Illinois Review –
CHICAGO – While those concerned about Obamacare are urging DC lawmakers to shut down funding, repeal and permanently stop the nation from plunging fully into government-controlled health care, Illinois has already dived into the Affordable Care Act, with Governor Pat Quinn leading, and Democrat lawmakers alongside, pushing the rest of the state in with them.
Last week, Governor Pat Quinn signed into law SB 26, which, his press release says, enacts “a critical part of President Obama’s Affordable Care Act (ACA) by making Medicaid coverage available to all low-income adults in Illinois.”
“In the home state of President Obama, we believe access to quality health care is a fundamental right and we proudly embrace the Affordable Care Act,” Governor Quinn said. “Thanks to this law and our shared commitment to increasing access to health care coverage in Illinois, the people of Illinois will be healthier and have a higher quality of life.”
Sponsored by State Senator Heather Steans (D-Chicago) and State Representative Sara Feigenholtz (D-Chicago), Senate Bill 26 will make Medicaid coverage available to adults with annual income below 138 percent of the federal poverty line, which is $15,860 for individuals and $21,408 for couples. The measure is expected to enroll 342,000 people by 2017.
Currently, Medicaid is only available to children, their parents or guardians, adults with disabilities or seniors. Enrollment for the newly eligible population will begin Oct. 1 with coverage starting on Jan. 1.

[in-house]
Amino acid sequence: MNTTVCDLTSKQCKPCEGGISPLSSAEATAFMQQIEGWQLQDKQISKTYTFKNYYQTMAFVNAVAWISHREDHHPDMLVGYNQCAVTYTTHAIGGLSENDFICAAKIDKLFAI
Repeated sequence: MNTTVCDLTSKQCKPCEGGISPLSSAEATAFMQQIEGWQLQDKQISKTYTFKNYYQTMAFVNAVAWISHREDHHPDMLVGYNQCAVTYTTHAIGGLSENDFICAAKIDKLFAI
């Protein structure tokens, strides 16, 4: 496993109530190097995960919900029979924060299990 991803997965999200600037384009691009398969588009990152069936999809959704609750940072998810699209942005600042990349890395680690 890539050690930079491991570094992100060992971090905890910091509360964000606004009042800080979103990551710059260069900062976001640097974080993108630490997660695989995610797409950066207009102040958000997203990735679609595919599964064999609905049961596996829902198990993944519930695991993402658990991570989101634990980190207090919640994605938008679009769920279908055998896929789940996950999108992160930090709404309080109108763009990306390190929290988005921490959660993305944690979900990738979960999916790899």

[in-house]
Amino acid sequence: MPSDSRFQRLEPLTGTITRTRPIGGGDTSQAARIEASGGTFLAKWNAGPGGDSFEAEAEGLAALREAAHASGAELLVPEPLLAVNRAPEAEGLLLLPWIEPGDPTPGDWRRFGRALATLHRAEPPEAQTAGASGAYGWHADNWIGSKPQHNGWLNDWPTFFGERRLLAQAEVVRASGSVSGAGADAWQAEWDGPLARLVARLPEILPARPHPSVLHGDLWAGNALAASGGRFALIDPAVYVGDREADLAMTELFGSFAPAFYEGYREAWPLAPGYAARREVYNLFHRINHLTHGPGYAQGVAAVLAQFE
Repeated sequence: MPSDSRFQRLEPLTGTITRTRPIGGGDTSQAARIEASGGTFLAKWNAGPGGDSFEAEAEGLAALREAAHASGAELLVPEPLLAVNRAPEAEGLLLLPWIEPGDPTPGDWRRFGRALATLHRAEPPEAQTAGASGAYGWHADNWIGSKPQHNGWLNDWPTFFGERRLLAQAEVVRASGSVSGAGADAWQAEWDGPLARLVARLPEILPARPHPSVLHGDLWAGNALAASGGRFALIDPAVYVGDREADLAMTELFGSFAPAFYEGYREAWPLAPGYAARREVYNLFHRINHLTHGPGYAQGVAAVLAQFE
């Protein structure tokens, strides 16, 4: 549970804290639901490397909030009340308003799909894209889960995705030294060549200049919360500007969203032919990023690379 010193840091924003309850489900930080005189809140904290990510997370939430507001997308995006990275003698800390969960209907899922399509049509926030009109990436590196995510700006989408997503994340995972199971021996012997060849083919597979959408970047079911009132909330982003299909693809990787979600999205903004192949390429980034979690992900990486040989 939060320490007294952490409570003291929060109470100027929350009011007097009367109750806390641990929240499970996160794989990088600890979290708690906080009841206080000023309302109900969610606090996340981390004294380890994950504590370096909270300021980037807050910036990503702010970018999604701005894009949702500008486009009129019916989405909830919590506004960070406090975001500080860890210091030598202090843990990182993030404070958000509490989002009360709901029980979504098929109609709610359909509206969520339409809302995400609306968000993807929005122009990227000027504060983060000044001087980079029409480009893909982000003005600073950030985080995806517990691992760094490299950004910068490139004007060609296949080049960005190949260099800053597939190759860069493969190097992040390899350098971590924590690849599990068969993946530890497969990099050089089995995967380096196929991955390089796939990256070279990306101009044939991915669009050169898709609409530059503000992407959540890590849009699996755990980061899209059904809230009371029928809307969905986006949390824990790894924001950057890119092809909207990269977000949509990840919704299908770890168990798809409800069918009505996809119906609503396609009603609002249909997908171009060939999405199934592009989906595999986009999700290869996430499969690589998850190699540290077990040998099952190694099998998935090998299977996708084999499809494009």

Under Obamacare, for the first three years, coverage of newly eligible adults will be 100 percent federally funded. The reimbursement rate will phase down to 90 percent by 2020. State officials estimate this will bring more than $12 billion in new federal funding to support the state’s health care system from 2014 to 2020.
“The Affordable Care Act gives Illinois the resources to provide critical health care services to a population that desperately needs it,” Illinois Department of Healthcare and Family Services Director Julie Hamos said. “Under Governor Quinn’s leadership, we are reforming our health care system so that it focuses on delivering coordinated care and keeping people healthy through better preventive care, not just paying the bills when they become sick.”
Illinois is also increasing access to health coverage through the Illinois Health Insurance Marketplace, another major feature of the ACA. The Marketplace, which also launches enrollment Oct. 1 with coverage starting Jan. 1, will be accessed through a user-friendly website where individuals, families and small businesses will be able to compare health care policies and premiums and purchase comprehensive health coverage.
Those with income between 138 percent and 400 percent of the federal poverty level will receive subsidies on a sliding scale if they obtain coverage through the marketplace.